When rock bands do it alone--indie rock--they're the coolest. How often do we hear that so-and-so did their best work before they sold out to Geffen?
But indie lit? Self-pubbed novels?
Losers. Nothin' but losers.
You are all of the folks who couldn't get an agent or whose agent couldn't sell your book or who got brushed over by even the smallest press. That memoir about the guy who collects chewing gum from under school desks was just picked up by Algonquin but your story of barely surviving Lupus gets a big shrug.
But something is changing. It seems the midlist and the POD list are starting to become parallel. Am I suggesting all the POD titles? Please. Because, as we all know, the large majority of POD titles suck harder than a fleet of Dirt Devils.
But not all of them.
On the flip side, I know of two debut titles that were purchased for near six figures by major houses and one has sold under 1000 copies in four months and the other has sold just over 700 copies in nearly a year.
I also read that one of the National Book Award nominees for fiction had, before the award was announced, only sold 240 copies of her book. What's really sad about that story is that she couldn't muster 240 family, friends, neighbors and associates to nudge toward a sale. Most POD titles sell around 250 (on average--and likely to friends, family, yada, yada, yada) so that puts them in good statistical company.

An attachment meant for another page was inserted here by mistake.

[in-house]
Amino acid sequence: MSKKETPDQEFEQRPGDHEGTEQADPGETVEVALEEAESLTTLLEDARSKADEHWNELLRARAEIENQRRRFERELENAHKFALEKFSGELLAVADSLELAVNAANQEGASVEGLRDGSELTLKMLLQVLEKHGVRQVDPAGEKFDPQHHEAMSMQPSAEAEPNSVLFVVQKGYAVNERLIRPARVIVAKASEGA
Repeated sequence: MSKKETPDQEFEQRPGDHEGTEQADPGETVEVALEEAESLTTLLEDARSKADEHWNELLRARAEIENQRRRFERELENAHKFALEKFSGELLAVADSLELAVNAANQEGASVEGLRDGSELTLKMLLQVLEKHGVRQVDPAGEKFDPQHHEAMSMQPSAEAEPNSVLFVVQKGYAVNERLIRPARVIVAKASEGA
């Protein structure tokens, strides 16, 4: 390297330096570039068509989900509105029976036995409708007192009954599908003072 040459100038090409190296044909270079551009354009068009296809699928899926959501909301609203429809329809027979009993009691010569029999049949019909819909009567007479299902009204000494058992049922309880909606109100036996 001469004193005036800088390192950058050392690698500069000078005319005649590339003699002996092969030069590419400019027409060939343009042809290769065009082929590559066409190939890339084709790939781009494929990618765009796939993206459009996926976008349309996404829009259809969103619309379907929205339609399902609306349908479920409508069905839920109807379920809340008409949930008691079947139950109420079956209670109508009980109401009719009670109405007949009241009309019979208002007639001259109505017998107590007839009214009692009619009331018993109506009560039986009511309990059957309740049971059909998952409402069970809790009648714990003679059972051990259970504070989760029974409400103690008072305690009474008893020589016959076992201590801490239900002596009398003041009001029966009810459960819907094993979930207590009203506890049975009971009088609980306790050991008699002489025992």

In any case, the top end of the POD market and the majority of the midlist market are starting to mimic one another. And I can't see why two lists would ever need to exist. How long before the big New York houses reduce their products to proven authors? We're closer than we think.
Why do I care? Because I am a midlister.
I'll give you some personal nuggets here: I've sold, as of March 1, just over 8,000 copies of my book and I've got some distance before earning out my advance--not much, mind you, but a distance nonetheless.
What happens to the midlist concerns me. And it should concern publishers, too.
Instead, it confuses them.